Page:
Wall Street Journal
Get out your checkbook, George Soros. You too, Peter Lewis and Steve Bing. An Obama for President fund-raiser will soon be calling to hit you up for some big campaign money. May we suggest $5 million?
That’s the meaning of the White House decision, announced late Monday night, to encourage donations to a struggling Super PAC trying to raise money to attack President Obama’s Republican opponent this year. This would be the same kind of political action committee that Mr. Obama and other good liberals have been denouncing for months as an avenue for corruption and a blight on America’s national honor.
It’s easy to denounce this switcheroo, and no doubt many liberals will do so—for all of 24 hours. This synthetic outrage will be highly entertaining. But then they will return to deploring Republicans and privately encouraging “millionaires and billionaires” like Mr. Soros and Jeffrey Katzenberg to save the Democratic Party in November. It may create a little “psychic dissonance” to denounce big money and then beg for it, as one Soros acolyte was quoted Tuesday as saying. But you gotta do what you gotta do.
The better way to understand this decision is that it is Mr. Obama’s second in-kind contribution to the demise of the campaign-finance reform movement. In 2008, Mr. Obama was so flush with cash he voluntarily dropped out of the presidential public-funding system that limits the amount a candidate can raise and spend. John McCain, trapped by his own history of favoring spending limits, played the sap, obeyed the rules, and was heavily outspent. You may have noticed he lost.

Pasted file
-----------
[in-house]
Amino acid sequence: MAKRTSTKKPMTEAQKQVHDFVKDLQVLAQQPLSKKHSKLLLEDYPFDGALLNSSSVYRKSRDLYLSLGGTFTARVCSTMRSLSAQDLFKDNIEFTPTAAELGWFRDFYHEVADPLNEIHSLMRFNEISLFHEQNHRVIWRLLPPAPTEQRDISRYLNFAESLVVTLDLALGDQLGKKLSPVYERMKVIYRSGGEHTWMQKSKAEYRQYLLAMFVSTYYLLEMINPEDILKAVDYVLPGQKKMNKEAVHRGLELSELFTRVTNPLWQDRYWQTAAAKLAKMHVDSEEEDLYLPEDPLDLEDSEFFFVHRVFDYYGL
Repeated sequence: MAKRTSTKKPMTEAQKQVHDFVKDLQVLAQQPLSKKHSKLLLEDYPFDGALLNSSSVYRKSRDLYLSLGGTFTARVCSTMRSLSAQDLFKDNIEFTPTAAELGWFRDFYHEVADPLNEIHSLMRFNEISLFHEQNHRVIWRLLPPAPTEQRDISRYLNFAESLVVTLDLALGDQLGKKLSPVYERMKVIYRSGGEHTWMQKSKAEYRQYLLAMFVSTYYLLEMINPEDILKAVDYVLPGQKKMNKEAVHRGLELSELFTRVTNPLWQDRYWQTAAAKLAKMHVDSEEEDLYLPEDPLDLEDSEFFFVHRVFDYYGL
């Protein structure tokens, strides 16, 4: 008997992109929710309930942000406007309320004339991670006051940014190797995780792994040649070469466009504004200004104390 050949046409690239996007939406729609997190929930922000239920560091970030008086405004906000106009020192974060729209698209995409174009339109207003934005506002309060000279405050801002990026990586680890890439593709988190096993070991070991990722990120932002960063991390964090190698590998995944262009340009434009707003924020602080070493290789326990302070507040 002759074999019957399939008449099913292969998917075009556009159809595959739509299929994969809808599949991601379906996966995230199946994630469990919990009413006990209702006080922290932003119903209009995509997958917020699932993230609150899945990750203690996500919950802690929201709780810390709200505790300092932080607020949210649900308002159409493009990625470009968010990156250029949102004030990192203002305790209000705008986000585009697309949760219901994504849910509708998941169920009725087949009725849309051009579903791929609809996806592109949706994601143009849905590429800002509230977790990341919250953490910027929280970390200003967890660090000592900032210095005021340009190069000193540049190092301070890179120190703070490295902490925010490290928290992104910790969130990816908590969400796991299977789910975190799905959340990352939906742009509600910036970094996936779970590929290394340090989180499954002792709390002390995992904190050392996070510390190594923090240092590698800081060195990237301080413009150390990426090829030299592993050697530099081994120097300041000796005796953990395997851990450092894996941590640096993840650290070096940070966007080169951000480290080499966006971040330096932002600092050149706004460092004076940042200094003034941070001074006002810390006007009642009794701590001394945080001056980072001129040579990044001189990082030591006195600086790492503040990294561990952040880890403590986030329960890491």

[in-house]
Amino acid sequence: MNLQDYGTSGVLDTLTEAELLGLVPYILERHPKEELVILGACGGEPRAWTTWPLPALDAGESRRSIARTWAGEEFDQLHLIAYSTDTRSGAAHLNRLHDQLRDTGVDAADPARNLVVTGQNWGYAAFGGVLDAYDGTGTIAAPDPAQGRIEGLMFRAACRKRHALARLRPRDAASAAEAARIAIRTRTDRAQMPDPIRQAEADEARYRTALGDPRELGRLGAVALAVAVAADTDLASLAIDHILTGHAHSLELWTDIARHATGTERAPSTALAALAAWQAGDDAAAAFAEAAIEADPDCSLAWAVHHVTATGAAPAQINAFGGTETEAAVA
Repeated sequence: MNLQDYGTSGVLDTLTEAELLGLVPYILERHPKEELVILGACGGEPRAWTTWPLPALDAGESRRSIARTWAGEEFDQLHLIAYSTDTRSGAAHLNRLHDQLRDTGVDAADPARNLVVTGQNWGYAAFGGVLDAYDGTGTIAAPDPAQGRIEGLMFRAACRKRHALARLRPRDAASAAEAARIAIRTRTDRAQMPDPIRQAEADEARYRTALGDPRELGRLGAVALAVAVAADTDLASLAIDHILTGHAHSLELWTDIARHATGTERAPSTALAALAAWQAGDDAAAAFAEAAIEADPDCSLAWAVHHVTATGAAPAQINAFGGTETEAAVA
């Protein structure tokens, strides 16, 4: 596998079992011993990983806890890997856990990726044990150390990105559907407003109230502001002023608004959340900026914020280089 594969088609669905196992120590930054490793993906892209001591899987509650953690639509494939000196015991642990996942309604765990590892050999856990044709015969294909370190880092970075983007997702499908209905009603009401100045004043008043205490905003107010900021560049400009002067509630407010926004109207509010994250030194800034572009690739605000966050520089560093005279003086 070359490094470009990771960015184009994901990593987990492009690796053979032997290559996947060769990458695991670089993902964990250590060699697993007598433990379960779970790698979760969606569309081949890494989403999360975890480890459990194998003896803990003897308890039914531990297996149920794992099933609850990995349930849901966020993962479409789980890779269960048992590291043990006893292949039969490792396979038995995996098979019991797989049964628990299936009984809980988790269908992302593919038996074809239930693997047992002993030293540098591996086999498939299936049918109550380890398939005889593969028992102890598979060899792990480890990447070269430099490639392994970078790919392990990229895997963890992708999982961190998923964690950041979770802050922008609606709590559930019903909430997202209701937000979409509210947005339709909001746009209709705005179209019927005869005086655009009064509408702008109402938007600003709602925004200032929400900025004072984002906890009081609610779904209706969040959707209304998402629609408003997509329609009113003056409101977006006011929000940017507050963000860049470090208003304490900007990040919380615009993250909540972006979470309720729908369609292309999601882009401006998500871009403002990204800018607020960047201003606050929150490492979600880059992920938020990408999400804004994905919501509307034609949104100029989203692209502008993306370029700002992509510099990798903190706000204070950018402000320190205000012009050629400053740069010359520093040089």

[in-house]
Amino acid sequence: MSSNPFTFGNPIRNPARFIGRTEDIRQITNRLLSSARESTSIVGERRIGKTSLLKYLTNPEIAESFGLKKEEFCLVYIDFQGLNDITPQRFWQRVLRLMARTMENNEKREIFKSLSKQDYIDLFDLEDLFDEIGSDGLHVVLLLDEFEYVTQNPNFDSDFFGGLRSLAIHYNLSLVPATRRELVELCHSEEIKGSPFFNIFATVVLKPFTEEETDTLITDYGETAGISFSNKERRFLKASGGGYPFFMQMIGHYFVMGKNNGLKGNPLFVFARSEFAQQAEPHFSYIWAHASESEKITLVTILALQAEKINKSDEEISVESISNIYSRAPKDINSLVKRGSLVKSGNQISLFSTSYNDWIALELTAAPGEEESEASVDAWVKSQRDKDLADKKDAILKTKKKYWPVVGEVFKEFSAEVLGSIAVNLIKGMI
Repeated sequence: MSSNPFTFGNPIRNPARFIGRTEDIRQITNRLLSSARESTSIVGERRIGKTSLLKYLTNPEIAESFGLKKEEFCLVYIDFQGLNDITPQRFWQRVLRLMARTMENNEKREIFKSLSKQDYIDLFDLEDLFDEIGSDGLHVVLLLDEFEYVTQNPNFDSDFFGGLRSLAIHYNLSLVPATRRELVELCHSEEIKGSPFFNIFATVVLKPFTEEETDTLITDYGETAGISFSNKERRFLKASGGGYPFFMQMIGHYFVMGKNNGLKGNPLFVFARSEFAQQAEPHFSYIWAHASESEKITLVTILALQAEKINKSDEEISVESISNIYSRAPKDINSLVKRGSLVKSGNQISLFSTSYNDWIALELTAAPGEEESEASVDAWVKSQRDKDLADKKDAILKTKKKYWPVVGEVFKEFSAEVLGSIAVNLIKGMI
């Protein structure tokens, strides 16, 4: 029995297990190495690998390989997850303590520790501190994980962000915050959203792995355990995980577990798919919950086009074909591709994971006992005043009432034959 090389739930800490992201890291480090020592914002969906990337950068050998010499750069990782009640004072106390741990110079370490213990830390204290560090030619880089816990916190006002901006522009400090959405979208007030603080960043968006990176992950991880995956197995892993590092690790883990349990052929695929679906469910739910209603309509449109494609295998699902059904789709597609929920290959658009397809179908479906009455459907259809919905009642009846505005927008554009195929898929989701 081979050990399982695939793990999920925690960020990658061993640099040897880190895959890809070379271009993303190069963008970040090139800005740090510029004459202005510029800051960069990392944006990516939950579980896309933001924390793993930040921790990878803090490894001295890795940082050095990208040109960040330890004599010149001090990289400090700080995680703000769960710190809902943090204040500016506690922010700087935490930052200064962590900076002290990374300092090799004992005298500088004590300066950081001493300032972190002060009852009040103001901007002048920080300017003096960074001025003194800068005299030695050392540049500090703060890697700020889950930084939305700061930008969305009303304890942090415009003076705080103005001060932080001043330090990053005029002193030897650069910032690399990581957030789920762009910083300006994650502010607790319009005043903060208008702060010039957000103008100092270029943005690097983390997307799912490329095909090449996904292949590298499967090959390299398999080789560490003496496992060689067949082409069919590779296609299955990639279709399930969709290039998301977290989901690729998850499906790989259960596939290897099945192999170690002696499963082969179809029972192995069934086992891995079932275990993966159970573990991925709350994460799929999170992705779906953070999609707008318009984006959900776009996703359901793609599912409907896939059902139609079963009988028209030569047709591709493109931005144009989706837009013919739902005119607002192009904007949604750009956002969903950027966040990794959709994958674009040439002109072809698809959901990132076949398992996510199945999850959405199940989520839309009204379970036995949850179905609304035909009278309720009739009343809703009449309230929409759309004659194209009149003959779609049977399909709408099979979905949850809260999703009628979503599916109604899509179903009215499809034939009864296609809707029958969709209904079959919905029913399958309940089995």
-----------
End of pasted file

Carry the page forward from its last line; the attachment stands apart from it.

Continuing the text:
The liberal goo-goos want to ban money from politics, but now their political hero has made them look like fools—twice.
Mitt Romney and any other potential GOP nominee won’t be fooled again. Mr. Romney’s Super PAC has already raised in the neighborhood of $30 million and has shown it is willing to use it to carve up an opponent.
Mr. Obama’s Super PAC has had a harder time raising funds this cycle. So the President is now anointing certain Administration officials to be able to speak directly on its behalf—though apparently not actively to solicit checks.
So let’s see: HHS Secretary Kathleen Sebelius will be able to speak at an event that is expressly a Super PAC fund-raiser, but because she won’t be stuffing the checks in her purse she will not violate federal rules against coordination between a candidate’s campaign and a Super PAC. After the election, and especially if Mr. Obama wins, the President will switch one more time and become a reformer demanding limits on money in politics. And good liberals will praise him for it.
No wonder Americans are cynical about politics.
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